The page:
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Diseases, Volume 2, Issue 4 (December 2014) – 3 articles , Pages 296-321

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Article
Impact of Aging on Liver Histological Findings of Autoimmune Liver Diseases
Diseases 2014, 2(4), 308-321; https://0-doi-org.brum.beds.ac.uk/10.3390/diseases2040308 - 27 Nov 2014
Viewed by 2614
Abstract
Our aim is to investigate the recent liver biopsy findings of autoimmune liver diseases at a university hospital located in an urban area of Japan. The study included 259 patients (mean age 56.8 ± 12.5; male/female, 46/213) who underwent a liver biopsy for [...] Read more.
Our aim is to investigate the recent liver biopsy findings of autoimmune liver diseases at a university hospital located in an urban area of Japan. The study included 259 patients (mean age 56.8 ± 12.5; male/female, 46/213) who underwent a liver biopsy for primary biliary cirrhosis (PBC) or autoimmune hepatitis (AIH). We analyzed their liver biopsy findings according to age and gender. Among 127 PBC patients, Scheuer stages 1, 2, 3, and 4 were 42, 54, 18, and 13, respectively. Among 101 AIH patients, fibrosis stages F1, F2, F3, and F4 were 37, 32, 19, and 13, respectively, and inflammatory activity grades A1, A2, and A3 were 22, 25, and 54, respectively. Among PBC aged ≥65 years, Scheuer stages 1–3 and 4 patients were 27 and 6, respectively. The proportion of Scheuer stage 4 patients in PBC aged ≥65 years tended to be higher than that in PBC aged <65 years (p = 0.0659). Of interest, the proportion of AIH patients with moderate or severe activity (A2 or A3) in males was higher than in females (p = 0.0311). From the point of view of fibrosis stage or inflammatory activity grade of the liver, the proportion of AIH patients aged ≥65 years was similar to that aged <65 years. Although we identified six older cirrhotic patients with AIH, three of them were male. The progression of fibrosis and inflammatory activity of the liver should be noted when we treat older patients suffering from autoimmune liver diseases. Liver biopsy plays an important role in obtaining accurate information on autoimmune liver diseases in older patients. Full article
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Review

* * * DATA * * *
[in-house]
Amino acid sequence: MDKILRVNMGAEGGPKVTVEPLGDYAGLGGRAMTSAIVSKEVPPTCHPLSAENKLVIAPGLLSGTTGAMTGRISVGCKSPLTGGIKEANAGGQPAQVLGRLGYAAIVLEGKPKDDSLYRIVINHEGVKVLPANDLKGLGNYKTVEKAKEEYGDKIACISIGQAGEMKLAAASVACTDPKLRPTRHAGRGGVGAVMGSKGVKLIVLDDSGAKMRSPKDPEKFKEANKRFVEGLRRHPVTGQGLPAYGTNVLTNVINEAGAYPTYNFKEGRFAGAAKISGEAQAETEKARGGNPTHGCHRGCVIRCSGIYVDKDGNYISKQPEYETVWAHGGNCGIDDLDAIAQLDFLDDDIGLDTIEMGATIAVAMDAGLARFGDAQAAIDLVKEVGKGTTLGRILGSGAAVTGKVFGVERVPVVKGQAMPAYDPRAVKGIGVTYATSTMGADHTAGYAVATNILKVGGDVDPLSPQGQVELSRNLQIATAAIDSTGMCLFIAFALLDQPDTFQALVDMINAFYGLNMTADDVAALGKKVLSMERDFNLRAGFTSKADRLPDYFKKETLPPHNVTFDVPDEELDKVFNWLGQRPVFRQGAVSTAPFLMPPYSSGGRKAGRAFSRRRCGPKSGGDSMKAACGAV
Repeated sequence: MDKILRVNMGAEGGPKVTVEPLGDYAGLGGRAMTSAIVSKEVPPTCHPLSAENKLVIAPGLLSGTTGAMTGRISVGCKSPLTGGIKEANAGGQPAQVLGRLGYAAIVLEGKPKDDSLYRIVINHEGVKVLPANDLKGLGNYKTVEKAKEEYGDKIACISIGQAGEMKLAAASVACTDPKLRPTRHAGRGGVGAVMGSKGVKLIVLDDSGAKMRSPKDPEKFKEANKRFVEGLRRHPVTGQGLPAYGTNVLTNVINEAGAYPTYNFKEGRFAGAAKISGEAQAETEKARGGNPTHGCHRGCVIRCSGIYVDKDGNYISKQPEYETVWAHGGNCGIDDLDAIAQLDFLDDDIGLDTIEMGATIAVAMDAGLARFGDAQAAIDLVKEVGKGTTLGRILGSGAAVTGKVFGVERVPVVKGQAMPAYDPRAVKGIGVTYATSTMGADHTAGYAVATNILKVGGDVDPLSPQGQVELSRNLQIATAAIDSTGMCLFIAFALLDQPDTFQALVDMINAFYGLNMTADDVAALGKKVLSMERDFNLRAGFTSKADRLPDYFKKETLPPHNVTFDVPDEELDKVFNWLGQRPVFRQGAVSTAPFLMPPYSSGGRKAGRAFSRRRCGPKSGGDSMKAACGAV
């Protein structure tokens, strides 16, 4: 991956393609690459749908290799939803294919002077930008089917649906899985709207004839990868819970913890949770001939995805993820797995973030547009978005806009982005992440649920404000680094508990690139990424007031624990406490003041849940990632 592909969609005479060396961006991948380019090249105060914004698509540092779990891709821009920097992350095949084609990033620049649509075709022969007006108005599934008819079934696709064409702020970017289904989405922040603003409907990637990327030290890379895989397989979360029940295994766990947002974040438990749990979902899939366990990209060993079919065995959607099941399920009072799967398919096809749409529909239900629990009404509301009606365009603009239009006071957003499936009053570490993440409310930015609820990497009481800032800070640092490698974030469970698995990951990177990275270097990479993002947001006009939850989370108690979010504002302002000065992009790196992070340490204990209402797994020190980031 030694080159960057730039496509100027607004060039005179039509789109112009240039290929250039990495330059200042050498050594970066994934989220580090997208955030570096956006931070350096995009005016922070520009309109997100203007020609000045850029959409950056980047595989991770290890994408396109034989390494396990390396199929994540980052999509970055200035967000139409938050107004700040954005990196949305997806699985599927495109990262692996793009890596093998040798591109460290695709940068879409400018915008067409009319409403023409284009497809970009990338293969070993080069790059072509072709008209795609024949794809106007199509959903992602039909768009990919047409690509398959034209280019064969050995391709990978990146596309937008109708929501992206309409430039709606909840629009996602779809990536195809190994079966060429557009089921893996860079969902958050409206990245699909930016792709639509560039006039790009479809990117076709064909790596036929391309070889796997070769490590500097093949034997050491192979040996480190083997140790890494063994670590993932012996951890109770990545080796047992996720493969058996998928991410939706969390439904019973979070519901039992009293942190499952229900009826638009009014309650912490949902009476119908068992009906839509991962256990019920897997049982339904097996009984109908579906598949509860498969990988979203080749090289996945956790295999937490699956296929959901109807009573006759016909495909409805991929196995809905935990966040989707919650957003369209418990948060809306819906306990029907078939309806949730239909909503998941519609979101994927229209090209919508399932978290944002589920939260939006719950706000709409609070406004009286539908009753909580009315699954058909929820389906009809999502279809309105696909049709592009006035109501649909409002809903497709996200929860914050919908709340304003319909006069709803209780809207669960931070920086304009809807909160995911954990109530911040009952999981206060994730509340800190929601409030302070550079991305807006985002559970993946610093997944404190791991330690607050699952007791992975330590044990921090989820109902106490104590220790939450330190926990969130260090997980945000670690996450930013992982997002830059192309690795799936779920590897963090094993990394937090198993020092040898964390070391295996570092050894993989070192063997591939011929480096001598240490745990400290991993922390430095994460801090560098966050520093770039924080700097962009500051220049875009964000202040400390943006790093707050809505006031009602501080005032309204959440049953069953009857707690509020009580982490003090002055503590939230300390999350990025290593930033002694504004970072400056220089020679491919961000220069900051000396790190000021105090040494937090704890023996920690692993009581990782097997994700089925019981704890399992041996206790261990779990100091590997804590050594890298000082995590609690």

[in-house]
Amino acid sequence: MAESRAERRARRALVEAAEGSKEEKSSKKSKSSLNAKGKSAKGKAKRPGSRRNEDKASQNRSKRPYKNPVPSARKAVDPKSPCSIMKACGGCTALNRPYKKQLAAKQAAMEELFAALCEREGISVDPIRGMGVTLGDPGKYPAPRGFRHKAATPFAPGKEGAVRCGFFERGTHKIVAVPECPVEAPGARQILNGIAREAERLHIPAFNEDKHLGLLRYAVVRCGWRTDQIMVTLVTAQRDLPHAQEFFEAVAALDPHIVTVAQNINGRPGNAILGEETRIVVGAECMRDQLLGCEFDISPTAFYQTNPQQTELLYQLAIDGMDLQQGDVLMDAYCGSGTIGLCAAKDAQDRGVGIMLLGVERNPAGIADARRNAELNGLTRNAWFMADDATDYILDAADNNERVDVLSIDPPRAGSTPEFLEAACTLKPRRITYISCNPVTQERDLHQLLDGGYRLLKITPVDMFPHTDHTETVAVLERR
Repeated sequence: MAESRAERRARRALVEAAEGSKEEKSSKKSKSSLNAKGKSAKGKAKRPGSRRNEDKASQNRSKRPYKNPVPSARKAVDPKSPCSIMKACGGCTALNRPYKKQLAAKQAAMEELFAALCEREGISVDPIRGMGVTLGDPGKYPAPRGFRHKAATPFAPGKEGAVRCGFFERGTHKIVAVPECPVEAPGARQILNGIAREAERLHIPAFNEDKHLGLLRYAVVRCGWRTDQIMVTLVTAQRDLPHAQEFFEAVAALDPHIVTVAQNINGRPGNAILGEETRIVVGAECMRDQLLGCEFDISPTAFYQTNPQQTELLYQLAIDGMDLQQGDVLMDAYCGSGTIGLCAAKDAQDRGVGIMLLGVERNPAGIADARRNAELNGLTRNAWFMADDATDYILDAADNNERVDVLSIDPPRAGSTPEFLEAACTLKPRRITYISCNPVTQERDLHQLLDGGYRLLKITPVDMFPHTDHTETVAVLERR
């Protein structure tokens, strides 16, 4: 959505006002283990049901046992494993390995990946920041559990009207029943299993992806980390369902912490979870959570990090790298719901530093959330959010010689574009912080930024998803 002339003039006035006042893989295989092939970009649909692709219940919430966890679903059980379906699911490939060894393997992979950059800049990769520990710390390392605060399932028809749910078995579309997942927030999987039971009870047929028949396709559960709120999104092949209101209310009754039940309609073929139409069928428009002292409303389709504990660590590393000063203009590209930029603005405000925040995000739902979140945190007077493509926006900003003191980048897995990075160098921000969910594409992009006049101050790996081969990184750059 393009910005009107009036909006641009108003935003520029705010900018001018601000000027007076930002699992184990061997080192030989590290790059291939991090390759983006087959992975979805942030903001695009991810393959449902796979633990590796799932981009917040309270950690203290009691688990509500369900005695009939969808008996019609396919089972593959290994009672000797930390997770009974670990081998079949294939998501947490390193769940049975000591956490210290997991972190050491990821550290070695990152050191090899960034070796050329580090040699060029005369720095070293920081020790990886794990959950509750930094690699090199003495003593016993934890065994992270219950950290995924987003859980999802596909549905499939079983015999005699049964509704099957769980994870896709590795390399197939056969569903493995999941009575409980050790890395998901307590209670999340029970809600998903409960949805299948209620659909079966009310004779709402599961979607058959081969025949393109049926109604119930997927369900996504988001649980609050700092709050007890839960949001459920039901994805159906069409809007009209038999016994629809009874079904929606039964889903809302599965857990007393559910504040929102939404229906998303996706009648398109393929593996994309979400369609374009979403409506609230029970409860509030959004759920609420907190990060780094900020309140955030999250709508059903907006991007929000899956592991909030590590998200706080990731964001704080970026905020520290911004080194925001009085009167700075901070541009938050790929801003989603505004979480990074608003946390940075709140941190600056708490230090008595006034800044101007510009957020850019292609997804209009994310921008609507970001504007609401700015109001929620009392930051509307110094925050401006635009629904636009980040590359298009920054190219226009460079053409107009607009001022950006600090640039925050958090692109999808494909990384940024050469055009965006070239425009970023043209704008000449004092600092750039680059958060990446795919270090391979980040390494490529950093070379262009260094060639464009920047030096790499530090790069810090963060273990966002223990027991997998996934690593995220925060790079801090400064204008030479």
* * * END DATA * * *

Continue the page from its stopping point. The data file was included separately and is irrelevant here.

Helicobacter-pylori Negative Gastritis in Children—A New Clinical Enigma
Diseases 2014, 2(4), 301-307; https://0-doi-org.brum.beds.ac.uk/10.3390/diseases2040301 - 27 Oct 2014
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Abstract
The decrease in the prevalence of Helicobacter pylori (Hp) infection in children in the world gave rise to a new pathological finding termed as Hp-negative gastritis. Unfortunately, the term “Hp-negative gastritis” has not been identified as a pathological process and has the status [...] Read more.
The decrease in the prevalence of Helicobacter pylori (Hp) infection in children in the world gave rise to a new pathological finding termed as Hp-negative gastritis. Unfortunately, the term “Hp-negative gastritis” has not been identified as a pathological process and has the status of a “second cousin”; in most publications it was never mentioned as a subject to be dealt with, but was “left over” data that was never the topic of the manuscripts’ discussions. Only recently has the topic captured the attention of the pathologists who described this phenomenon in adults, yet the pathological and/or clinical spectrum or significance of this phenomenon has not been adequately investigated. In the current manuscript we describe Hp-negative gastritis in children, summarize its clinical prevalence and touch upon the possible etiology, pathology, and/or therapeutic implication. Overall, this review has concluded that Hp-negative gastritis is a pathological phenomenon in children that needs further investigation, and to date, as the title suggests, is a new clinical enigma that needs to be considered. Full article
(This article belongs to the Special Issue Helicobacter Pylori Infection)
Case Report
Facial and Ocular Features of Marfan Syndrome
Diseases 2014, 2(4), 296-300; https://0-doi-org.brum.beds.ac.uk/10.3390/diseases2040296 - 17 Oct 2014
Cited by 1 | Viewed by 2788
Abstract
Marfan syndrome is the most common inherited disorder of connective tissue affecting multiple organ systems. Identification of the facial, ocular and skeletal features should prompt referral for aortic imaging since sudden death by aortic dissection and rupture remains a major cause of death [...] Read more.
Marfan syndrome is the most common inherited disorder of connective tissue affecting multiple organ systems. Identification of the facial, ocular and skeletal features should prompt referral for aortic imaging since sudden death by aortic dissection and rupture remains a major cause of death in patients with unrecognized Marfan syndrome. Echocardiography is recommended as the initial imaging test, and once a dilated aortic root is identified magnetic resonance or computed tomography should be done to assess the entire aorta. Prophylactic aortic root replacement is safe and has been demonstrated to improve life expectancy in patients with Marfan syndrome. Medical therapy for Marfan syndrome includes the use of beta blockers in older children and adults with an enlarged aorta. Addition of angiotensin receptor antagonists has been shown to slow the progression of aortic root dilation compared to beta blockers alone. Lifelong and regular follow up in a center for specialized care is important for patients with Marfan syndrome. We present a case of a patient with clinical features of Marfan syndrome and discuss possible therapeutic interventions for her dilated aorta. Full article
(This article belongs to the Special Issue Marfan Syndrome: Recognition, Diagnosis and Managements)
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